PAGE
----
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Protect Yourself Against Scams

Tuesday, September 11, 2018  
Posted by: IAYT Administration
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A number of our members have sent us details of contacts by unscrupulous individuals. The members were able to protect themselves by being alert to potential malicious contact through their online information.

As we work to make yoga therapy more visible and accessible to the public, your information becomes more available. We urge you to use caution and be alert to phishing schemes and other potential scams.

We wish to thank those who reported the following incidents for providing details that may benefit all of us.

I was recently almost the victim of a yoga therapy scam. I wanted to alert you to the details so other members can be forewarned.

The individual contacted me via e-mail and immediately I was suspicious; he had the wrong state in which I am located, and he didn't want to call me by phone, and there were odd grammatical errors. He claimed he wanted 12 private yoga therapy sessions for him and his wife; that they were in Mexico as he had a building contract there,  and that they would be in the States in August through October. etc. He also said he had contacted other yoga therapists and that they were all "too busy" to take him on as a client (I love that... Yoga Therapists turning down business because they are too busy!)

He asked for my zip code and when I gave it to him he said that was perfect as he would be "5 miles from my location." I asked for references and some proof that he had connections in my area; instead he offered to pay me half of the amount I would charge for the sessions. I was still quite sure it was a scam but I was curious to see how it played out. This is how it works: he sent me a cashier's check for almost $3,000! I of course contacted him and asked why the excessive amount (the agreed upon amount was more like $400.). He then wrote that his assistant messed up, sent the wrong amount ( with a lot of details about how and why that happened) and that I needed to send the difference back to him. I simply told him that I was aware that the check was fraudulent and that I would not be sending him a dime and that I would send any future emails from him into spam.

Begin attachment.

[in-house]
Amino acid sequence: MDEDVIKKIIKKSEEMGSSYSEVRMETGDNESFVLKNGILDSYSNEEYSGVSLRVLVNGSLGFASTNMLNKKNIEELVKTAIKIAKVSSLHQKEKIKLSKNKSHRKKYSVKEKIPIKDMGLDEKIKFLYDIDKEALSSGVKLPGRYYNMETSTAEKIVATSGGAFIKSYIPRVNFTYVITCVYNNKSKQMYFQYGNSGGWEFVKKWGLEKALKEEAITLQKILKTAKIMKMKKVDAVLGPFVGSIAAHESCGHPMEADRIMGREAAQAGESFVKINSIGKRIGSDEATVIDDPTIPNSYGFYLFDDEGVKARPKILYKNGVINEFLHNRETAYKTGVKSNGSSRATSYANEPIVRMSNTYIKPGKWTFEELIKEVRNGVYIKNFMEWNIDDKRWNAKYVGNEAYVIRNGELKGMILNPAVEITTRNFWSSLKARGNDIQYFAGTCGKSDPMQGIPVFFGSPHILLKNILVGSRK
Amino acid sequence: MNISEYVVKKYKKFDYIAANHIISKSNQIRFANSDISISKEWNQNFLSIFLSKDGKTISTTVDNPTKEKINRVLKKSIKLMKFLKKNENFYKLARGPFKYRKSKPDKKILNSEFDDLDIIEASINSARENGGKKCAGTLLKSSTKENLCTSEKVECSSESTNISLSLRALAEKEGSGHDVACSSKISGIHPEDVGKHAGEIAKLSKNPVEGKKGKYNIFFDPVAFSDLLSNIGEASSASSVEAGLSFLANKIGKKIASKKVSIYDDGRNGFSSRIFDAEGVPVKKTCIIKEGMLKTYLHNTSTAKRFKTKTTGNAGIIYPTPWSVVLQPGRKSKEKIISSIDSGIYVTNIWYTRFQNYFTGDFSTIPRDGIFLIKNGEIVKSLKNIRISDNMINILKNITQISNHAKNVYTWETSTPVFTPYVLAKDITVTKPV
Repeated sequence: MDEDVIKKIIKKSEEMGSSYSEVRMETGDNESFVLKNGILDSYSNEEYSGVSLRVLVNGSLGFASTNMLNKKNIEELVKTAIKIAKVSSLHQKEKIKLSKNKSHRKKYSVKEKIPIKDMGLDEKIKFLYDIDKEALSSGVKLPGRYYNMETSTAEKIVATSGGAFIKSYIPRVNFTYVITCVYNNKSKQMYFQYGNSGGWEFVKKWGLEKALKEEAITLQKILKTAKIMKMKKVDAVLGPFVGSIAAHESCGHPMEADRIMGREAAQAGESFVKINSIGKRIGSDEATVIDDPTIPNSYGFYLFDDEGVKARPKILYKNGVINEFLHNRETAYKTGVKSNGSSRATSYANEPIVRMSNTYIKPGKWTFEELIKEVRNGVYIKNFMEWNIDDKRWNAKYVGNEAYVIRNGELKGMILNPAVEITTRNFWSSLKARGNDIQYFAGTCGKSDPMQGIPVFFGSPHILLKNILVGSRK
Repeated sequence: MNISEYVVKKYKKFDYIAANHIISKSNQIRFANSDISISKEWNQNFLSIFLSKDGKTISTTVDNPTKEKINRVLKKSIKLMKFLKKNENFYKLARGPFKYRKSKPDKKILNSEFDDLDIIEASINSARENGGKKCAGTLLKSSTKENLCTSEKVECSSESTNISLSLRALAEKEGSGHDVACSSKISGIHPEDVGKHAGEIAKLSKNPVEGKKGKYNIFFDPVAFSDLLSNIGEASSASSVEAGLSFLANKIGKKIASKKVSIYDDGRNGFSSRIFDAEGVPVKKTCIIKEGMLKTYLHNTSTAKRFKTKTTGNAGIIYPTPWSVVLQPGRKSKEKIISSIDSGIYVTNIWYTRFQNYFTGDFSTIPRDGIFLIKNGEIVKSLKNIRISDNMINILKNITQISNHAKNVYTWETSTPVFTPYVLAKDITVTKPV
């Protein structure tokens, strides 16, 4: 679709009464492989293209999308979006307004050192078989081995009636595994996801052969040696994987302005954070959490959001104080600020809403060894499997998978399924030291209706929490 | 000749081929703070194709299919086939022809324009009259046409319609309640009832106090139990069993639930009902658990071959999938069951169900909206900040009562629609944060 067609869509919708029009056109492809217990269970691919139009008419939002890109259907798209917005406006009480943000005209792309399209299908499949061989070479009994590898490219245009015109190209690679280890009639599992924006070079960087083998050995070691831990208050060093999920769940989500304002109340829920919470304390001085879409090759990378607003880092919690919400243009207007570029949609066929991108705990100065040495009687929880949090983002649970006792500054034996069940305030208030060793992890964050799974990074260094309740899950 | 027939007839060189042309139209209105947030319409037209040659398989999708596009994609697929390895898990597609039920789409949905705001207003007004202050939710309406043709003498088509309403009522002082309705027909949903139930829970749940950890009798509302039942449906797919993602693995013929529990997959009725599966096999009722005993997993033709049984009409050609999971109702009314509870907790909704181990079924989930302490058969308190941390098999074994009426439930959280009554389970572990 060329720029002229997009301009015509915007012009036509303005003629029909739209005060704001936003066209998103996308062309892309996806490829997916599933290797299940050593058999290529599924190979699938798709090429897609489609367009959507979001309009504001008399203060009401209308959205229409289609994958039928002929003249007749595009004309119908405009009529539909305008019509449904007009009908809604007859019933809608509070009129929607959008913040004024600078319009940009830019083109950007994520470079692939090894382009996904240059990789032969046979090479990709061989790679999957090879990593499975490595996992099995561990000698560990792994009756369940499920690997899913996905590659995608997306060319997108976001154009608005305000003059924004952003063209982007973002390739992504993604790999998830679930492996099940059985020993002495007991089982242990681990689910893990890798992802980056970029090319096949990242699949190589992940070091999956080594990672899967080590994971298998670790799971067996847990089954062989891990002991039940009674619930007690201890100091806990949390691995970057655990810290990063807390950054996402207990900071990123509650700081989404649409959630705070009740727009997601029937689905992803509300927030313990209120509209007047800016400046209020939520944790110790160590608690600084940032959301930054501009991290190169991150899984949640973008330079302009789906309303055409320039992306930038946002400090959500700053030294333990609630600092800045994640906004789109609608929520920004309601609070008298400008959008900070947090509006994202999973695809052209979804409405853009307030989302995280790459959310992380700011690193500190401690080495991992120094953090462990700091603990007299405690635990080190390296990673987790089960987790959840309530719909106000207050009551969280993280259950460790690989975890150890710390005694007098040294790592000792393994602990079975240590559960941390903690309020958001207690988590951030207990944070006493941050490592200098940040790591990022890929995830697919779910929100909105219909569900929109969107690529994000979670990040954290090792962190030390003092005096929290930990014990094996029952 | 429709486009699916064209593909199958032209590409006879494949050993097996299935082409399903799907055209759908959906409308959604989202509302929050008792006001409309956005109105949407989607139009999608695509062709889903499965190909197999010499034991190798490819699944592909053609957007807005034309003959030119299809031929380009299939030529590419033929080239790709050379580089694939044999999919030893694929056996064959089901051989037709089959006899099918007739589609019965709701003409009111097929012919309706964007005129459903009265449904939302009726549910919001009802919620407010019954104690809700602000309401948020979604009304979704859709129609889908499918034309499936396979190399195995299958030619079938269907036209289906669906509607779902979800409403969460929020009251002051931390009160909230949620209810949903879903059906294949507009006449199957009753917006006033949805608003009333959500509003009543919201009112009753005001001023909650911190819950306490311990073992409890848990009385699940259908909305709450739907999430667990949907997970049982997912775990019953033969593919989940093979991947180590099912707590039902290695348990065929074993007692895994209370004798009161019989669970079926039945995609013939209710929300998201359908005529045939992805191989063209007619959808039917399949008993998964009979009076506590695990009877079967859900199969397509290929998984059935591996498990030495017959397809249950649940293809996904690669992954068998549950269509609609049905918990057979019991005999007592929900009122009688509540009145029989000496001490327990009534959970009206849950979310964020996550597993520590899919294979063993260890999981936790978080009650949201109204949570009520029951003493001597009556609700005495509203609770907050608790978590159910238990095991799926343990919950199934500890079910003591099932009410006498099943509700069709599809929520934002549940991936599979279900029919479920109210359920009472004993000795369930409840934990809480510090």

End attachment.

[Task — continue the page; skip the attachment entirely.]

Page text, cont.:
Please let other therapists know that this is happening and to trust their instincts when they suspect that the supposed prospective client is a scam artist.

I was contacted by someone who wanted to book my services. They sent me a fraudulent check for an amount that was way more than the actual amount I was to bill them. We checked with the bank that the certified check was made under and they confirmed this was not a valid check. Had I not verified I would have been out the original amount + any amount I would have reimbursed them.

We have heard from others who are sharing with us similar scenarios. We urge all members to make sure that your profile privacy level is set so it best meets your needs to allow the public to find you.  You can find the details to do so here.

Be aware and learn more from your email and internet provider about how they can help you protect yourself!